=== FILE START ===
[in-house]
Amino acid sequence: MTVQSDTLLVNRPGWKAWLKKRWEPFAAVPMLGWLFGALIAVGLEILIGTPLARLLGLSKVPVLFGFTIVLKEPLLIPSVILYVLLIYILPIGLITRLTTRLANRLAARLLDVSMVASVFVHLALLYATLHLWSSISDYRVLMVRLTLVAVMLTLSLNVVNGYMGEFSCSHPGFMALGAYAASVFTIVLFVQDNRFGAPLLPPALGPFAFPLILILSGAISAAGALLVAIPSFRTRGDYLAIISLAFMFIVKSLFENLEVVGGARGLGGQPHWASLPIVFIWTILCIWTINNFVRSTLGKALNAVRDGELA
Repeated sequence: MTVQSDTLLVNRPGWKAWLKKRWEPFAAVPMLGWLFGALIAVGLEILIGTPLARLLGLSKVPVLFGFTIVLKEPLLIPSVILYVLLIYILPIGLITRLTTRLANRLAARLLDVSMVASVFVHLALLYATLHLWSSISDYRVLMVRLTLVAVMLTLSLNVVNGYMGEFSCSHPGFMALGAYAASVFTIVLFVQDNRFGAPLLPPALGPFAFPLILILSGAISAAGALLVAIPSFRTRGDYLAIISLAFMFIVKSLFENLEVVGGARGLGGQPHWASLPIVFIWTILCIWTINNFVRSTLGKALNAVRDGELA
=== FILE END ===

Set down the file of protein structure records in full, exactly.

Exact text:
[in-house]
Amino acid sequence: MTVQSDTLLVNRPGWKAWLKKRWEPFAAVPMLGWLFGALIAVGLEILIGTPLARLLGLSKVPVLFGFTIVLKEPLLIPSVILYVLLIYILPIGLITRLTTRLANRLAARLLDVSMVASVFVHLALLYATLHLWSSISDYRVLMVRLTLVAVMLTLSLNVVNGYMGEFSCSHPGFMALGAYAASVFTIVLFVQDNRFGAPLLPPALGPFAFPLILILSGAISAAGALLVAIPSFRTRGDYLAIISLAFMFIVKSLFENLEVVGGARGLGGQPHWASLPIVFIWTILCIWTINNFVRSTLGKALNAVRDGELA
Repeated sequence: MTVQSDTLLVNRPGWKAWLKKRWEPFAAVPMLGWLFGALIAVGLEILIGTPLARLLGLSKVPVLFGFTIVLKEPLLIPSVILYVLLIYILPIGLITRLTTRLANRLAARLLDVSMVASVFVHLALLYATLHLWSSISDYRVLMVRLTLVAVMLTLSLNVVNGYMGEFSCSHPGFMALGAYAASVFTIVLFVQDNRFGAPLLPPALGPFAFPLILILSGAISAAGALLVAIPSFRTRGDYLAIISLAFMFIVKSLFENLEVVGGARGLGGQPHWASLPIVFIWTILCIWTINNFVRSTLGKALNAVRDGELA